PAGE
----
The end of democracy? Maybe it's just evolving

"How democracy ends” sounds like one of those topics you’re supposed to avoid talking about. 

With the advances of digital technology, the proliferation of mis- and dis-information, shifting geopolitical power — is our democratic system under threat? Also, how do you cover all this in an hour conversation?!  

Our latest Future Led event didn’t dwell on nihilistic visions of our politics and society. Instead, it left us wondering how our democracy might evolve. 

Afterwards it got me thinking about that bit in Italo Calvino’s Invisible Cities when the narrator asks the people building the city of Thekla, “why is construction taking so long?”. The answer: “So that it’s deconstruction cannot begin”. 

Our speakers: 

  • Sarah-Jane Bennett, Director of the Human Rights Unit at Queensland’s Department of Justice & Attorney-General 
  • Susan Forde, Director of the Griffith Centre for Social and Cultural Research, Griffith University 
  • Axel Bruns, Australian Laureate Fellow from QUT's Digital Media Research Centre 
  • Jonathan Richards, Adjunct Research Fellow at UQ's School of Historical and Philosophical Inquiry 

The discussion touched on social media, our rights vs responsibilities, the role of journalists and journalism, the myths and narratives of democracy – and much more! Here's some of what was covered by our panel. 

Future Led - Democracy

Left to right: Axel Bruns, Sarah-Jane Bennett, Susan Forde, Jonathan Richards and Liquid's Michael Burke.

Is social media really *that* bad? 

Researchers like Axel have a deep understanding of how people use social media and how the  companies that operate these platforms respond to what’s happening online. 

“If you're talking about how democracy dies, or what the challenges are to democracy, that is one of those very big challenges: that these [social media platforms] are not neutral players, they’re not simply platforms,” he said. 

“They have agency, they set the rules, they shape the content, they shape the communication, they shape who gets access to speak and who doesn’t. And all of these aspects have a very direct implication for how we all participate in democracy.  

“Because that, as a platform, is so central to how we speak publicly, engage publicly — and privately for that matter.” 

Of course, the rise of social media has coincided with a disintegration of public trust in our older  institutions, such as politics and the news media.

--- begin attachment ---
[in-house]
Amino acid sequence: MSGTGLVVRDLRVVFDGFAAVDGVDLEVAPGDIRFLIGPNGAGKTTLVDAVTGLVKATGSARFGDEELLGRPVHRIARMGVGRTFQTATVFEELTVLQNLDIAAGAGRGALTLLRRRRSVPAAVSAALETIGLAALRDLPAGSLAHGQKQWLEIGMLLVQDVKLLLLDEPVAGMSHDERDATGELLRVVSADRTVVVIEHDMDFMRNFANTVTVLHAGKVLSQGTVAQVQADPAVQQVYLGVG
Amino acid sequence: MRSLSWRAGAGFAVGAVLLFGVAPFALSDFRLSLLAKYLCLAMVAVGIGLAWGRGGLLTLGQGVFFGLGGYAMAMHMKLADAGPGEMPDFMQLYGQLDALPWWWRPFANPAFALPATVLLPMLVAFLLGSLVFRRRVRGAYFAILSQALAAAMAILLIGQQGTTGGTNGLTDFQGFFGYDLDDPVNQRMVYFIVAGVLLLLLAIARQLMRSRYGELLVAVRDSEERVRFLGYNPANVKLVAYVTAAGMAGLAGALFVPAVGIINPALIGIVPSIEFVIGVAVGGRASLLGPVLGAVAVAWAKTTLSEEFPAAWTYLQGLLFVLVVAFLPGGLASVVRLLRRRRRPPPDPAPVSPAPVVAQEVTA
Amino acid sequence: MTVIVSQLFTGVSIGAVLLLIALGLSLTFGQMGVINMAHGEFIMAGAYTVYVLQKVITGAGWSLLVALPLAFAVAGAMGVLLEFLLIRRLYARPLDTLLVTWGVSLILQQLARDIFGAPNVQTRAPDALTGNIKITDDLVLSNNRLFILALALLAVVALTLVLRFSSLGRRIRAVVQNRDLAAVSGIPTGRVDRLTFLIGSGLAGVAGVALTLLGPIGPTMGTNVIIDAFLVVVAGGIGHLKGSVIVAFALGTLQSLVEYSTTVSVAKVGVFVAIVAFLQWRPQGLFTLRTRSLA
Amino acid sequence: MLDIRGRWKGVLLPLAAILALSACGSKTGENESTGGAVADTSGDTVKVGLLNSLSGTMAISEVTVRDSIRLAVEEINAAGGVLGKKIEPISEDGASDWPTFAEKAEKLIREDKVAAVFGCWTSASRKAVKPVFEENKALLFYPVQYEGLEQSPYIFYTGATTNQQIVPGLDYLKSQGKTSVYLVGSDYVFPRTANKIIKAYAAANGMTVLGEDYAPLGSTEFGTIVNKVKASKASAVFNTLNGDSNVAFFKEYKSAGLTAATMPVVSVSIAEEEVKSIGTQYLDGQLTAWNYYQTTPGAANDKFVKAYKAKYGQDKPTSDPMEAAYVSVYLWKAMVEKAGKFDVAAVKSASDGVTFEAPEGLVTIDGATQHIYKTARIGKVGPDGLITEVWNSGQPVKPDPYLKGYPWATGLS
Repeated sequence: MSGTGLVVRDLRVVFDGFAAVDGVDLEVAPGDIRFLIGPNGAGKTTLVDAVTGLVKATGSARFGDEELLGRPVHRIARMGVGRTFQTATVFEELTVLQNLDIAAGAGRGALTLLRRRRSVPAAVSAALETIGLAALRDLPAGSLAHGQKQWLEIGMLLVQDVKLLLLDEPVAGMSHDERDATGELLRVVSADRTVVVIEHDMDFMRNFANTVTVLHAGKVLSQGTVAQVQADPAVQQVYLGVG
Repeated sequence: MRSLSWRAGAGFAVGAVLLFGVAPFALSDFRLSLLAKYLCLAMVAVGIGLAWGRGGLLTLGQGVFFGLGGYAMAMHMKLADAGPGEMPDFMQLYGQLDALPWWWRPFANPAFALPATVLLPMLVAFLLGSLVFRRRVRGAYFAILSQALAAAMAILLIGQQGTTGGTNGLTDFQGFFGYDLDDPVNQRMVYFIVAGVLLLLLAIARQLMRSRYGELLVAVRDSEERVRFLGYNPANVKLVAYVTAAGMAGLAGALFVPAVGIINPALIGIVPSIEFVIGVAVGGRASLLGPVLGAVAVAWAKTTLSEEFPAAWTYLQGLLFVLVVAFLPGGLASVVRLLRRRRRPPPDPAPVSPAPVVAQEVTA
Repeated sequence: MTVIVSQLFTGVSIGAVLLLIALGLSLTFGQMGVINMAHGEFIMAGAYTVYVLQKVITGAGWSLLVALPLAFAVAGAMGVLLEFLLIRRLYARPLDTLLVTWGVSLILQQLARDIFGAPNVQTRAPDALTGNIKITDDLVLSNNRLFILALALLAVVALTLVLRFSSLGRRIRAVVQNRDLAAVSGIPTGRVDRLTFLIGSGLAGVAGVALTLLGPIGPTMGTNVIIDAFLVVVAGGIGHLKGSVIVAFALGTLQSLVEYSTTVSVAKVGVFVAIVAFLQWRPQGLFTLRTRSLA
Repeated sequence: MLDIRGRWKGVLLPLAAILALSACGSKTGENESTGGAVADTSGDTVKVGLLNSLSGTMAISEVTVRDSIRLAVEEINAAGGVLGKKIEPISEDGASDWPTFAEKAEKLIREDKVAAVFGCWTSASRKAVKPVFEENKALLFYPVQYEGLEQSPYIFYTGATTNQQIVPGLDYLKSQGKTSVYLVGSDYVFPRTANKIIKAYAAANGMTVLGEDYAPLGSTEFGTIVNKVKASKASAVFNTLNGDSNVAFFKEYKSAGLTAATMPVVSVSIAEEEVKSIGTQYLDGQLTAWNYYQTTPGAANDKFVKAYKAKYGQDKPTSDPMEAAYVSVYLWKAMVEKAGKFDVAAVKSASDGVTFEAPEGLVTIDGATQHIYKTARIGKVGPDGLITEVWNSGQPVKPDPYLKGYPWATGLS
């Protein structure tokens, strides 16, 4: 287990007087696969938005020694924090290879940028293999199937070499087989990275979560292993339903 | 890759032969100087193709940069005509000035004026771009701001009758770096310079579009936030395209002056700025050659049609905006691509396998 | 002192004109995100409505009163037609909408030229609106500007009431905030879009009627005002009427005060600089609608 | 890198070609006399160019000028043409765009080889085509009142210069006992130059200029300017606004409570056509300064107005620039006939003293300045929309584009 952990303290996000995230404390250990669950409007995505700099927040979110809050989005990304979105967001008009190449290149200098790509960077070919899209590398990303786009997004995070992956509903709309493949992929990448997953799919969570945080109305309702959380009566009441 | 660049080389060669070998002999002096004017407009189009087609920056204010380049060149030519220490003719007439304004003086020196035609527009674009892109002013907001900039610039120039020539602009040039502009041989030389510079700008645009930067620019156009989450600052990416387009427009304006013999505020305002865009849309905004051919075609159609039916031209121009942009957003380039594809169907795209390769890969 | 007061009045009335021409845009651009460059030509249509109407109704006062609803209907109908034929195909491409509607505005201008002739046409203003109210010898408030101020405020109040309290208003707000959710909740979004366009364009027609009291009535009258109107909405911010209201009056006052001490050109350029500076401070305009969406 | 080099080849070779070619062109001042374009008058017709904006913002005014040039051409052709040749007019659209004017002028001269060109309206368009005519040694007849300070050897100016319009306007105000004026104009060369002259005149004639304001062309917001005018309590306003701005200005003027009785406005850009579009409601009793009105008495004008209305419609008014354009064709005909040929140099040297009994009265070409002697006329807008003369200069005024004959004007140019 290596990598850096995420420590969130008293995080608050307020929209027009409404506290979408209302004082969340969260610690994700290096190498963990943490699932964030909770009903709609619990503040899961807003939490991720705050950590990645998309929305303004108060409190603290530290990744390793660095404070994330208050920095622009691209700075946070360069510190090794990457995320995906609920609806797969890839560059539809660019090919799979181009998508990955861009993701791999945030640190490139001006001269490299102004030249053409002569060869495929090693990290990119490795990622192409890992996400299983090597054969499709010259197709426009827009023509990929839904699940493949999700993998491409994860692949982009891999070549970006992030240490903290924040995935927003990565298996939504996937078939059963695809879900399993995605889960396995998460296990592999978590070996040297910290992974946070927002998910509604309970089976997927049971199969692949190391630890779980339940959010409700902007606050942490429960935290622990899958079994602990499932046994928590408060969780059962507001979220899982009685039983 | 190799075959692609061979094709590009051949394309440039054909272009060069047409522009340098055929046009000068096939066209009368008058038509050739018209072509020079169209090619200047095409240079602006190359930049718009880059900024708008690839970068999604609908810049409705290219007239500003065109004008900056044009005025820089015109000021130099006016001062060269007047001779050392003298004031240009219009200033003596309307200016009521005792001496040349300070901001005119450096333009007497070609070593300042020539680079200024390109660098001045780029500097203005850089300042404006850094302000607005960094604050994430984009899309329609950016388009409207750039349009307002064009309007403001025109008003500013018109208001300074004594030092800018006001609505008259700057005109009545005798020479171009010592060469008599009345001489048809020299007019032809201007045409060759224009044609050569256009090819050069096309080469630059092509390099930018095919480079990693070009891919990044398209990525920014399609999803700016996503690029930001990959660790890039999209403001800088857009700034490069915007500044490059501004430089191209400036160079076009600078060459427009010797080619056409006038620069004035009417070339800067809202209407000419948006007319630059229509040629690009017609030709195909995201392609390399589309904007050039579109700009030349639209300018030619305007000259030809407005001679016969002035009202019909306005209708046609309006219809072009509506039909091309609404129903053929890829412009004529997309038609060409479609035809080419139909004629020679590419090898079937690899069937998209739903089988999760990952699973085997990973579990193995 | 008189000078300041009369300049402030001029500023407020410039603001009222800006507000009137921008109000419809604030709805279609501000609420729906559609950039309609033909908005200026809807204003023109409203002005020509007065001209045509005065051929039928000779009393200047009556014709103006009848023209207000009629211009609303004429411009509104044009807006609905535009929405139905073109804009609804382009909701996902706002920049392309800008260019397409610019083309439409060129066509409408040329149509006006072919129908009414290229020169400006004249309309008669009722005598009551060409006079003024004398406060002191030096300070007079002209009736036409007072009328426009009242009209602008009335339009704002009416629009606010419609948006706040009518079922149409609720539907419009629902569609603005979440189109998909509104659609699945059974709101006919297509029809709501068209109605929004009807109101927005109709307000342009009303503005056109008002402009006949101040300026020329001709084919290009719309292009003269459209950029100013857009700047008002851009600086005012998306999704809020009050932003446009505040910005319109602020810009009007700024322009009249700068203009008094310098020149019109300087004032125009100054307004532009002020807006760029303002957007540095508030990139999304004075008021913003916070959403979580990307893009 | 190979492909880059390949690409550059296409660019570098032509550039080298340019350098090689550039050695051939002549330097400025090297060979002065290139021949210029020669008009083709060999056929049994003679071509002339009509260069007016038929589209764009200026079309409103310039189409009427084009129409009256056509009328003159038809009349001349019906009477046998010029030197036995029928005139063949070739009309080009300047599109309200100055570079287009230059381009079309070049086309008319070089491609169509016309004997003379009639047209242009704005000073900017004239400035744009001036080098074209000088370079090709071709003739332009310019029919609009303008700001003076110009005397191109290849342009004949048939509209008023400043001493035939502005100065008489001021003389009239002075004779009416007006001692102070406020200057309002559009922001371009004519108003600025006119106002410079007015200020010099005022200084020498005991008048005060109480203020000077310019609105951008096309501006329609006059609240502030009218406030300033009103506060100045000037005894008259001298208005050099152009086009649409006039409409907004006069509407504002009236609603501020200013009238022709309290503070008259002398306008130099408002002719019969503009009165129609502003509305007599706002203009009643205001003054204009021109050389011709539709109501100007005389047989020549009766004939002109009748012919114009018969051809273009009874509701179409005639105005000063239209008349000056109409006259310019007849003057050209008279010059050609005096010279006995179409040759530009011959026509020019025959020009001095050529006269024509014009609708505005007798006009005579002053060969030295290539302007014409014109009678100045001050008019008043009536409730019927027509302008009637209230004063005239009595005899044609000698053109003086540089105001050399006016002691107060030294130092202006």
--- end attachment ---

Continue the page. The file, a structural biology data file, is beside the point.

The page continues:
“Everyone is recognising there is a real crisis of trust at the moment,” Susan said. “We have to ask why that crisis of trust has occurred.  

“It is a lot to do with polarisation and those sorts of things that are feeding into it. For example, we know that people trust media that reinforces their world view. In the old days that was OK because there was only a certain amount of media, a certain range of views that were being circulated. 

“But now, the plethora of information that’s available that people can access, targeted directly towards them, means people can sit in these little information bubbles, or misinformation bubbles, without realising it.” 

Rights vs responsibilities 

We all have rights, right? Kind of, but not in a formal legal sense. Australia is the only Western liberal democracy that doesn’t have a federal bill of rights or human rights act. 

Susan added that our rights have always been qualified – you can’t racially vilify people or incite violence, for example. The belief that an individual has the right to do whatever they want, whenever they want is an imported one. 

“I think because the media has globalised so much that our understanding of how our society works is impacted more and more by what’s happening in the States, in particular. So we have this sense that we've got these personal rights and these personal individual freedoms but that’s just such an American narrative,” Susan said. 

And taking our cues from a dominating culture is nothing new, Jonathan said.  

“Because I've spent a lot of time working with Indigenous people, the word ‘responsibility’ comes up far more often than the word ‘right’. ‘Right’ is a European invention,” he said. 

“Responsibilities really matter. Responsibilities for the earth, responsibilities for each other. I would love to live in a society where responsibilities were our top priority.” 

What’s next? 

If we don’t want our democracy to be deconstructed, we might need to shift our perspective slightly and consider how we build a better, stronger, more inclusive democracy.  

The panel discussed how democracy can take many forms, and ultimately, it’s about the expression of the will of the people. 

With changes in who has power and how that power is exercised in our day-to-day lives, with corporations operating beyond the reach of any one nation state, perhaps it’s time that we shift our understanding of what democracy is?